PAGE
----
In the early days, Jade partnered with Realm of Caring (RoC), a non-profit organisation setup by Charlotte’s mum Paige Figi and the Stanley brothers to support families around the world to gain education and understanding of cannabinoids.
Her relationship with Paige and the brothers blossomed, and led to Savage Cabbage becoming the official UK distributor of Charlotte’s Web hemp CBD oil for the last four years.
Jade was devastated when Charlotte passed away on 7 April 2020, at the age of 13.
She had been due to fly out to Colorado to meet her in February, but the outbreak of Covid-19 meant she was unable to travel.
“It’s very difficult to grieve for someone when you’re not directly related or connected to them,” she said.
“Charlotte was just incredible, when she passed I just felt this void, I didn’t know what to feel, it was like a punch to the gut.
“As a company, Savage Cabbage put out a letter to Charlotte, saying that we would continue to run with this torch and I committed to do my very best to keep her legacy going. I maintain that to this very day.”
Despite not getting the chance to meet Charlotte in person, Jade remains close to Paige and the brothers and Savage Cabbage recently donated £5,000 to help RoC host Rock the RoC, a virtual tribute concert to mark the anniversary of Charlotte’s death.
It’s not the first time the brand has stepped up. Over the last five years Jade has donated in the region of £50,000 worth of products to those who need support in maintaining access to wellness products.
As Savage Cabbage prepares to move into the next stage of business development, Jade is exploring the potential for a more structured approach to the charitable arm of the brand moving forward.
She also now offers personal consultations with customers through the website, a role which she describes as not a million miles away to her former career in social work.
She said: “Although I left social work when I got sick, I’ve actually stepped back into it but just wearing a different uniform.
“We’ve tried to be responsive and flexible to customer needs and to go that extra mile to ensure that they get those needs met. The customer journey is the most important part of what we do.”
The strategy seems to have paid off, with Savage Cabbage just about to launch in Europe and plans to expand its product offering to concentrate on the growing wellness sector beyond CBD.
“We’ve seen rapid growth in the wellness sector,” said Jade.
“Now is the time to reflect and reconsider what is available for the UK consumer. People are switching to a more self-care approach to life, they don’t want to be at the doctor’s every five minutes.
“I want to focus on additional health and wellness products that are not necessarily CBD-related but are of high quality and new to the market, but we’ll take our time with it and make sure we get it right.”
Jade has carved a career in the industry as a CBD expert in her own right, a regular on the expo and cannabis conference scene (pre-covid restrictions) and holds advisory roles with respected educational organisations, such as MedCan Support.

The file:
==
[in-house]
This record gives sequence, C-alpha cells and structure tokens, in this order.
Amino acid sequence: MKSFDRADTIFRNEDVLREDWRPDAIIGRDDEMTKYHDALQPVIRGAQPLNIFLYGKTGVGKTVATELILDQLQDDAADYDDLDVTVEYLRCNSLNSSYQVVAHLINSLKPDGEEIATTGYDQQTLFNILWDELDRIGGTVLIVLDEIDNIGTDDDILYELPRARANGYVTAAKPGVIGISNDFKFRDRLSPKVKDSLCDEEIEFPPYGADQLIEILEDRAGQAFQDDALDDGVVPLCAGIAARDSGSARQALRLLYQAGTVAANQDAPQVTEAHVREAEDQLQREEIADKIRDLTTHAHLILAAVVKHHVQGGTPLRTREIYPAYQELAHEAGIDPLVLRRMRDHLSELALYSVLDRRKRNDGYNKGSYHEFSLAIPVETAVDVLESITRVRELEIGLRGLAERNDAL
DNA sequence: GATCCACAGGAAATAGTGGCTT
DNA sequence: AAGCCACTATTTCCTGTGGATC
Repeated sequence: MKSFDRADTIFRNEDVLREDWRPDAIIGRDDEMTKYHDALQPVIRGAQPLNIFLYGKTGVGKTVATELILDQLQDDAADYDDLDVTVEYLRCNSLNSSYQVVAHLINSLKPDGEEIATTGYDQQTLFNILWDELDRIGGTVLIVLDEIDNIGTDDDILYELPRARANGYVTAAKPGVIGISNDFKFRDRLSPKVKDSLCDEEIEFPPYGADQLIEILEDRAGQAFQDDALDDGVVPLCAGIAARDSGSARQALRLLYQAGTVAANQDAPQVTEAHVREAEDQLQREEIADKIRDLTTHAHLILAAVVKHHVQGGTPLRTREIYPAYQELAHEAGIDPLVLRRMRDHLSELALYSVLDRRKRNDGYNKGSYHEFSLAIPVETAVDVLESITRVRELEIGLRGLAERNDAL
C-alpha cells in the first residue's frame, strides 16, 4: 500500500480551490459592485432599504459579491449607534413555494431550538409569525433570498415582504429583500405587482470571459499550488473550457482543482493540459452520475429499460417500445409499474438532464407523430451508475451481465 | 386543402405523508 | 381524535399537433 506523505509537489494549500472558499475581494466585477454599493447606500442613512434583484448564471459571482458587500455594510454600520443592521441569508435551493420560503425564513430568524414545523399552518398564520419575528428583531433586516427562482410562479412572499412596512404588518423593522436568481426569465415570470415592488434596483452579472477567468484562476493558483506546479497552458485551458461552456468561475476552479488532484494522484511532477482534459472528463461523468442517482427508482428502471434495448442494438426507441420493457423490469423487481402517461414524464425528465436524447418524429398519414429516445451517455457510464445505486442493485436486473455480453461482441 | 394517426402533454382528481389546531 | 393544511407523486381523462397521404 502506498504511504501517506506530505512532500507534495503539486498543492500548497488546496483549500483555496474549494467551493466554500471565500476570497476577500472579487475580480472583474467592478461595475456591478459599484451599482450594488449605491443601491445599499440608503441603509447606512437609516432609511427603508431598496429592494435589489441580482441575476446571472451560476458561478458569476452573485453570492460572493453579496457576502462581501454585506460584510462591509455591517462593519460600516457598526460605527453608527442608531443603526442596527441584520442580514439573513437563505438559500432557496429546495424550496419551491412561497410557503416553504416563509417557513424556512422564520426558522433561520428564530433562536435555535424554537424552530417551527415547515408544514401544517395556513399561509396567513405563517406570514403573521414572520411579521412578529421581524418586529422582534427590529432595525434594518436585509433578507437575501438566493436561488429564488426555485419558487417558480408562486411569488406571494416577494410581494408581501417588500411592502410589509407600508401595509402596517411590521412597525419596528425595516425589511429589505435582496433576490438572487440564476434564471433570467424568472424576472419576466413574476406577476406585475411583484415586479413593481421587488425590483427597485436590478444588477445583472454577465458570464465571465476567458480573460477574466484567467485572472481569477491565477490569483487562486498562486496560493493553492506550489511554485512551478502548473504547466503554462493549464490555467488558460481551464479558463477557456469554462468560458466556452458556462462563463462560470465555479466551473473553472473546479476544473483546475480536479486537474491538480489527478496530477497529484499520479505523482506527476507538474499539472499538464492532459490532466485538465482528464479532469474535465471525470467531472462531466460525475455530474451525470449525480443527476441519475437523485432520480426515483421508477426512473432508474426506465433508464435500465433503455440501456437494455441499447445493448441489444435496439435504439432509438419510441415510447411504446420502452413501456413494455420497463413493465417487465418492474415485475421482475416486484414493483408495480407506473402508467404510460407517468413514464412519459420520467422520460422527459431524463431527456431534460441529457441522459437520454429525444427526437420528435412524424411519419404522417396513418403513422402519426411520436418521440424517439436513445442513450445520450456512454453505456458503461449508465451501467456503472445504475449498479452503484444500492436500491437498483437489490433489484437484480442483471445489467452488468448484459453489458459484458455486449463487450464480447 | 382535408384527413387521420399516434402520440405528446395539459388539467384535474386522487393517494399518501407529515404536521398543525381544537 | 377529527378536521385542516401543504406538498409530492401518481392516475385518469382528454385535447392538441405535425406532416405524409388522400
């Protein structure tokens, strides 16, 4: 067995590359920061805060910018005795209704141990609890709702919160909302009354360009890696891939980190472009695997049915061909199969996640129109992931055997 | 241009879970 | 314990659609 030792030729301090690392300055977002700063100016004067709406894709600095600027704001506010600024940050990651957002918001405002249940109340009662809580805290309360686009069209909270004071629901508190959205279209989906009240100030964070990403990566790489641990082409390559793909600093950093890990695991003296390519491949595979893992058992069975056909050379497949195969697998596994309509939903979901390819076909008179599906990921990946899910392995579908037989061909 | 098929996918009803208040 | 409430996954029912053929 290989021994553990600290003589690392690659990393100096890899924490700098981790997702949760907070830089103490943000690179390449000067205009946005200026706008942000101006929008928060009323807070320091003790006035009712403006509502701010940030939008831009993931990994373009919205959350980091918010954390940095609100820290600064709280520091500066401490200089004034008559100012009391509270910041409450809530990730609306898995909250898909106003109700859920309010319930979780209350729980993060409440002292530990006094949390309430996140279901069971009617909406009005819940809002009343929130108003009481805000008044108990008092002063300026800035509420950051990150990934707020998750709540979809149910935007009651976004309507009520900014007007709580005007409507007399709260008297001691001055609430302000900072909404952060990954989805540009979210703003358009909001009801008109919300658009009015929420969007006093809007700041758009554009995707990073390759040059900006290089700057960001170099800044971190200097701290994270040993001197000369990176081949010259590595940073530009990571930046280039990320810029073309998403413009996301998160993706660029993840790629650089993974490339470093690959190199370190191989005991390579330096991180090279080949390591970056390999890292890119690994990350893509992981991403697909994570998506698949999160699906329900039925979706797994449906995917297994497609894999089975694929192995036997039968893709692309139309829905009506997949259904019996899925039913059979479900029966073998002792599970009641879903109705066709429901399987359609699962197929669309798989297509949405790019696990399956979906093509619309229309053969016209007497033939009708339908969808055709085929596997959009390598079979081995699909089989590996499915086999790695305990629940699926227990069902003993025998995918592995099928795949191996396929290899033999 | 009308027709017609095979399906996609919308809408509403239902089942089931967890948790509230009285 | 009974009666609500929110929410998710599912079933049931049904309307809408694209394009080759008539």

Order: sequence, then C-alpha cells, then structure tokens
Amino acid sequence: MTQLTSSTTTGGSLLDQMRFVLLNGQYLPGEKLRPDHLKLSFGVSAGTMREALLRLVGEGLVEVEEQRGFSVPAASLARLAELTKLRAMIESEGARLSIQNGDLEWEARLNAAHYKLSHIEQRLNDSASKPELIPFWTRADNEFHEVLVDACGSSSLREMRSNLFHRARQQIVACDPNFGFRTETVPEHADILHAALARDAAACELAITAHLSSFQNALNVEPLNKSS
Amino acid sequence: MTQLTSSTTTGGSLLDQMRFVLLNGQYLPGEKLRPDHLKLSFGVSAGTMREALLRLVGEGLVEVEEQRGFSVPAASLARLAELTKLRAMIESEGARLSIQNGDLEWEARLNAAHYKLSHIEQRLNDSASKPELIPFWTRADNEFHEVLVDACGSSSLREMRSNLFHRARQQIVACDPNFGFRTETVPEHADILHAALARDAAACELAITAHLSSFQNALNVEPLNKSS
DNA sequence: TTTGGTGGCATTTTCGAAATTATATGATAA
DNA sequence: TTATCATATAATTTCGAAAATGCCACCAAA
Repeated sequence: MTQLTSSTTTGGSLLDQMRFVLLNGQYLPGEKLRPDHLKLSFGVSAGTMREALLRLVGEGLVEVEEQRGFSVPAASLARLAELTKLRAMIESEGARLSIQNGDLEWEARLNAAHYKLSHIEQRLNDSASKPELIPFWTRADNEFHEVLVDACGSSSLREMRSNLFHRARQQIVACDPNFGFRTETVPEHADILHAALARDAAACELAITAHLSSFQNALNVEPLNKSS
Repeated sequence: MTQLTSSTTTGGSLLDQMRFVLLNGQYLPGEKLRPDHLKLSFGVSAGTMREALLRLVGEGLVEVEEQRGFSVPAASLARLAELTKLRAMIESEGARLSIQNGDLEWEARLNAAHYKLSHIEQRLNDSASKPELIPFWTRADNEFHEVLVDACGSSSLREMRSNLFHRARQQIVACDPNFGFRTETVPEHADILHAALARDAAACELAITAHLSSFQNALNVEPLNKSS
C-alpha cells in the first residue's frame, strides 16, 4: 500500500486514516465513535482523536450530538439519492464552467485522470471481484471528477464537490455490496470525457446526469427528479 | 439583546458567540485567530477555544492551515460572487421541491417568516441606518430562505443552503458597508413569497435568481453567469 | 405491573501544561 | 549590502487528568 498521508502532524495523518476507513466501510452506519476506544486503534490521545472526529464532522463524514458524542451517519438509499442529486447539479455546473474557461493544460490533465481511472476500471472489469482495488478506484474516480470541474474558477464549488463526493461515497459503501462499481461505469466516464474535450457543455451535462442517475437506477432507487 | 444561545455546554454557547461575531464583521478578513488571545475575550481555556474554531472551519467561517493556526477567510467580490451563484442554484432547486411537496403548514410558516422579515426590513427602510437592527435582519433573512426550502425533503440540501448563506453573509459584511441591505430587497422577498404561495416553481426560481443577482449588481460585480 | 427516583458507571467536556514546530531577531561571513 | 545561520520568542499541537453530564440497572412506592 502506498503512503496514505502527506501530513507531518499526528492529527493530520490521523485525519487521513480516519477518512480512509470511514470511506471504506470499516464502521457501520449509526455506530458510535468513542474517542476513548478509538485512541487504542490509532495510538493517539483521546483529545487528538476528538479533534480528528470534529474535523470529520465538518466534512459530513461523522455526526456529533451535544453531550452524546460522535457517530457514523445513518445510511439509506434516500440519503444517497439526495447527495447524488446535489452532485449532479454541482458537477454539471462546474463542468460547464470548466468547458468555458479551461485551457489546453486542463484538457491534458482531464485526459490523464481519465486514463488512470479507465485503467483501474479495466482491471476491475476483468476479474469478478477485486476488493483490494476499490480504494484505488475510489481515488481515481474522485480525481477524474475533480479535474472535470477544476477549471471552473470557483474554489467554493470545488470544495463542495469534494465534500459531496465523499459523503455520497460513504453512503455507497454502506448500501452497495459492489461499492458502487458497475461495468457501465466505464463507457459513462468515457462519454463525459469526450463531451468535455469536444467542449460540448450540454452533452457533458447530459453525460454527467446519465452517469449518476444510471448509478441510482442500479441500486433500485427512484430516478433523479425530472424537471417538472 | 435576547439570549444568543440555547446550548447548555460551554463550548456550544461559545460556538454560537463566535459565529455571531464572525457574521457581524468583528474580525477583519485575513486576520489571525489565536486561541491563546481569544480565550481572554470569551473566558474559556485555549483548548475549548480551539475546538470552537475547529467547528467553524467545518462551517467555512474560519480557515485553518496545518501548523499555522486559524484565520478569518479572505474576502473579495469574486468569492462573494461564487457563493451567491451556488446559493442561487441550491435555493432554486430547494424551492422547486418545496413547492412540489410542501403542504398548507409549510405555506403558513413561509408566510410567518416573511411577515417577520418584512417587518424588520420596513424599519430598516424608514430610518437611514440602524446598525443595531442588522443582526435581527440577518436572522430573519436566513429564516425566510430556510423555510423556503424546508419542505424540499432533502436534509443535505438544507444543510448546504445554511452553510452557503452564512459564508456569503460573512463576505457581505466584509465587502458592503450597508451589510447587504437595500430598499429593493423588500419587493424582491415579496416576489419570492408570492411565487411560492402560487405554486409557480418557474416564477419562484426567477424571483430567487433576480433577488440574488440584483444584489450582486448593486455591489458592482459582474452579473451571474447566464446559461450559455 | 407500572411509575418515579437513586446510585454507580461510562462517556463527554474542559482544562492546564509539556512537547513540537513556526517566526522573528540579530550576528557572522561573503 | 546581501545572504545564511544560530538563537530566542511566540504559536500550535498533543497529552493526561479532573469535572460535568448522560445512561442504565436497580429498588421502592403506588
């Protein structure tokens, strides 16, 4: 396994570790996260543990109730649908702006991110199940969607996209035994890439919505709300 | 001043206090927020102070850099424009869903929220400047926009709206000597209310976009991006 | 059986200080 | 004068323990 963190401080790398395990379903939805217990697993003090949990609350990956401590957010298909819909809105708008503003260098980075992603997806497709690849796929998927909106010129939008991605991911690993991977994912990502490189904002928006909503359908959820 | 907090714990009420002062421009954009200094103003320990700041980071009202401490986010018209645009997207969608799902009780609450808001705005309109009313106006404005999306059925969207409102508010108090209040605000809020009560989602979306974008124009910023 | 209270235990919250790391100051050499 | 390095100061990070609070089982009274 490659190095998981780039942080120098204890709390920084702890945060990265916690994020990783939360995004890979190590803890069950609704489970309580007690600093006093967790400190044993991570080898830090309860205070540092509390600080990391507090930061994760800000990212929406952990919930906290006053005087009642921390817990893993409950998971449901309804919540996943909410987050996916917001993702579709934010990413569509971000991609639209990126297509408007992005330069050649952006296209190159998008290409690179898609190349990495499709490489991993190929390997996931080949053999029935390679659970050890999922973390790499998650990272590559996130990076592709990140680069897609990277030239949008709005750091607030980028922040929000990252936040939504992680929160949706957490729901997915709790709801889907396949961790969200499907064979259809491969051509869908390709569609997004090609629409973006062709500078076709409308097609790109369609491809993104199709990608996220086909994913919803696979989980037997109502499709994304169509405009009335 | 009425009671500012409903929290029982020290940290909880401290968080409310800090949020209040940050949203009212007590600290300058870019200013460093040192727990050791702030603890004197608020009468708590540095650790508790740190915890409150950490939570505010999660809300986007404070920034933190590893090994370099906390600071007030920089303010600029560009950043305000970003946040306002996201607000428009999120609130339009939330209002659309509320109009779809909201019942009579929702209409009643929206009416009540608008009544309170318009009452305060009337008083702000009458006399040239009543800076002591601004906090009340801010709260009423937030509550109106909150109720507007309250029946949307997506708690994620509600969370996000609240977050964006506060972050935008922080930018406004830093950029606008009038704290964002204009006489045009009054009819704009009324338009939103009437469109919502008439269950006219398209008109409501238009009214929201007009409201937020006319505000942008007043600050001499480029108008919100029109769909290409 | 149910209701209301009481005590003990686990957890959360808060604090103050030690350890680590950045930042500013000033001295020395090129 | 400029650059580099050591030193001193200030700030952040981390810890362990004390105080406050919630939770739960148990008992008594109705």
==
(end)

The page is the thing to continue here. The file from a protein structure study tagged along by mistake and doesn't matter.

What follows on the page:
Savage Cabbage is also continuing to collaborate and grow its valued partnership with Charlotte’s Web.
“Deanie [Elsner, CEO and president of Charlotte’s Web] is an amazing woman,” said Jade.
“The fact that she and I are working together demonstrates two strong women in a very male dominated industry, acknowledging and recognising each other’s skills, and commitments, and combining our efforts to grow our outreach.”
And Deanie sent her congratulations to Jade from across the pond.
“On behalf of Charlotte’s Web, I congratulate Savage Cabbage CBD upon its five-year anniversary and sincerely thank Jade for the vitally important work she has done to open up access to hemp CBD wellness products in the UK and beyond,” she said.
“We’re excited to continue our partnership with her as we work together to expand our reach internationally. The ‘Wellness Awakening’ taking place is a global phenomenon, and we intend to be a hemp CBD leader around the world so that access to these botanical products will be possible for millions of wellness seekers.”
But Jade’s experience as a woman – not to mention a patient – navigating trials and tribulations of the cannabis industry, has not been without its challenges.
“I think a lot of people have made assumptions that I was not cut out for this and underestimated my abilities,” she said.
“You’ve really got to believe in yourself because it’s a challenging industry, but if you look hard enough there’s always good people around you who will help.”
Starting from the kitchen table in the Proudman family home, Savage Cabbage has grown into a dynamic team, with 10 forward-thinking individuals now in senior management roles, to ensure the brand continues to go from “strength to strength”.
“I didn’t do this by myself, without my community and my team, we wouldn’t exist,” said Jade.
“If you have got the right people around you, you will go from success to success.”
And there’s one little girl who Jade keeps especially close.
“Charlotte’s always with me in my heart when I’m speaking to parents, families and individuals,” she added.
“She kick-started this whole industry, without her and the Stanley brothers would there be a CBD industry like there is today? I don’t think so.”